10 Things To Do Now Before You Retire
About the author: Chris Abts is the President & founder of Cornerstone based in Reno, NV. He helps people to better manage their wealth so they can focus more of their time on what truly brings meaning and fulfillment to their life. Abts is also the TV show host of Redefining Retirement, which airs every Sunday evening at 5:30pm on KTVN Channel 2.
10 Things to do now before you retire
1. Determine How You Will Spend Your Time
When you stop working, a void is created. Have a plan on how you will fill that void with the activities that bring purpose and meaning to your life. Spending your time pursuing what brings meaning and fulfillment to your life is a secret to a rewarding retirement.
2. Decide How Much Income You Are Going to Need
Determine how much income you will need to live your ideal lifestyle. Remember to include things like travel, emergencies, gifts, etc. Be sure to remember to properly factor in inflation.
3. Create Sufficient Sources of Stable and Dependable Income
You’ve been accustomed to a regular paycheck coming in every couple of weeks during your working years. Create an income plan you can count on to deliver dependable and predictable income. In other words, don’t let your financial security be dependent on something outside of your control. As the saying goes, expect the best, but plan for the worst.
4. Budget Appropriately for Health Care Expenses
Currently, health care expenditures over a typical retirement for a married couple are about $300,000, according to Fidelity. Being retired means more of these health care costs, such as Medicare Supplemental insurance will come out of your pocket. In addition, consider if insuring against the costs of a potential long-term illness is right for you. If so, be sure to compare traditional and hybrid policies to determine what is best for your situation.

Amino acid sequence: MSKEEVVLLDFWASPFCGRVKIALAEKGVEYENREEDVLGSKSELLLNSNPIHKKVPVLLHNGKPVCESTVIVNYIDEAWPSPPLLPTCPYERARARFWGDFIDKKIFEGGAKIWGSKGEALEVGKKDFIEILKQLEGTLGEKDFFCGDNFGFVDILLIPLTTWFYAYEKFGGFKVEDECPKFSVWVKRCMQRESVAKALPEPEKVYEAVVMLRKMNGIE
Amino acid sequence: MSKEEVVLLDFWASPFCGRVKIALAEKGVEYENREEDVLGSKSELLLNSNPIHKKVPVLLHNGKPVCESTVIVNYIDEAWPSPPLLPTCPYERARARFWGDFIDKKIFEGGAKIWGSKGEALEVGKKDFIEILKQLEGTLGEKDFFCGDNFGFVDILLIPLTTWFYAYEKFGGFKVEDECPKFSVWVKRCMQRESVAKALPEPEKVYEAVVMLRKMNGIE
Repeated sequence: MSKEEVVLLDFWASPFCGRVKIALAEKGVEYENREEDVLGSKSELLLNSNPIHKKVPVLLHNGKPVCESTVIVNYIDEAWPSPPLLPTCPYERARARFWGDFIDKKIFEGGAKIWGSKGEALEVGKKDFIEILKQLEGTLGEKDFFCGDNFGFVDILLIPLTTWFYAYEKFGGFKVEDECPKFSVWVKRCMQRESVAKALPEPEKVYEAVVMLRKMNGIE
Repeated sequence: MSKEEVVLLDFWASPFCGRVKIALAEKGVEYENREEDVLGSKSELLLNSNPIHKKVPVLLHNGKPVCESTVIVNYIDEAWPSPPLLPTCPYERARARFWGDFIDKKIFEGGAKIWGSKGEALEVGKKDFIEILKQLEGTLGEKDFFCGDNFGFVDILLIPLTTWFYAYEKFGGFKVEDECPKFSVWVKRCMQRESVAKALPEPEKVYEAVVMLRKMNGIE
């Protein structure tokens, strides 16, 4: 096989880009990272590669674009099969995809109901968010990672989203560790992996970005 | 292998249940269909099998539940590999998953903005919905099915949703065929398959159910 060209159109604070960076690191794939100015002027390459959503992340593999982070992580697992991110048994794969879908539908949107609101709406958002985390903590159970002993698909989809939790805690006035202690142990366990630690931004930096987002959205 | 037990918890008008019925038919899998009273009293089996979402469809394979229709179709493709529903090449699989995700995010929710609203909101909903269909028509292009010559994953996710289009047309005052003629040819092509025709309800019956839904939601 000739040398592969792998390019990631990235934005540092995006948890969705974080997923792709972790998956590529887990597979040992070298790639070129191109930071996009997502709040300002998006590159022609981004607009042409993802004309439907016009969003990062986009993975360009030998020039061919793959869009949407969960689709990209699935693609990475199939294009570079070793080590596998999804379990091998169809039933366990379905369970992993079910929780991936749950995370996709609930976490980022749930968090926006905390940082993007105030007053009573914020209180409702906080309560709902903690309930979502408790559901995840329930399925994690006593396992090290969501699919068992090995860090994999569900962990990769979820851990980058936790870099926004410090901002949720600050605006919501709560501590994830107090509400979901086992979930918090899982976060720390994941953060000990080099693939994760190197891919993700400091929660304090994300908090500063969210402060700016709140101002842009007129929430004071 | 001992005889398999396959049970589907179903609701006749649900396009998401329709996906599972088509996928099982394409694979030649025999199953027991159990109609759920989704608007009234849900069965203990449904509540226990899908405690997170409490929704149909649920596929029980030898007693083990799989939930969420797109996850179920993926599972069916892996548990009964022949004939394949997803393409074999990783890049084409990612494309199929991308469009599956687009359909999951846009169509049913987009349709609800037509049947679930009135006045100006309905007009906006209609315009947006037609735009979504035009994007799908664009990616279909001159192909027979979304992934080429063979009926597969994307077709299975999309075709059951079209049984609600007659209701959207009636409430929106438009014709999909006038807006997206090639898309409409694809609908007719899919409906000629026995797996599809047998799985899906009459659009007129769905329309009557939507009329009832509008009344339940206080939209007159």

5. Pay Down Your Debt
The last few years before retirement can be a great time to pay down debt. If you can’t pay down your debt, then consider consolidating it, or perhaps refinancing your mortgage. In most situations, it is easier and more favorable to refinance a mortgage while you’re still working.
6. Increase Your Emergency Savings
Make sure you have sufficient cash reserves. In many situations, holding about 6-12 months of expenses in a savings account would be appropriate.
7. Create a Spousal Income Replacement Plan, if Married
Determine if any income sources will be lost when a spouse passes away, such as pension or Social Security. If so, and if it is important to replace this income for the surviving spouse, create a plan for how this income will be replaced.
8. Create a Tax Plan
How you take income in retirement will determine the taxes you pay. Create a plan on how you will blend your various income sources, such as pension, Social Security, investment income, dividends, interest, etc., to strategically reduce your annual tax liability, both in the short term and in the long term, to benefit you and not the IRS.
9. Determine Your Risk Exposure and Make Sure it is In-Line with Your Risk Tolerance
How you grow an investment portfolio to achieve financial security and how you invest during your retirement years are significantly different. Getting to retirement is all about growth, whereas, in retirement, it’s all about preservation and income. Know your risk exposure, make sure it is in-line with your risk comfort level, and make sure you are earning a fair return for the risks you choose to take.
10. Review Your Estate Planning Documents
Review your Wills, trusts and powers of attorney to ensure they will do what you intend for them to do. Having the appropriate estate planning documents can help protect you and your family from unnecessary costs, taxes and delays. Also, don’t forget to review your beneficiary designation forms for your retirement accounts, life insurance, etc. If you haven’t established an estate plan, now would be a great time to do it.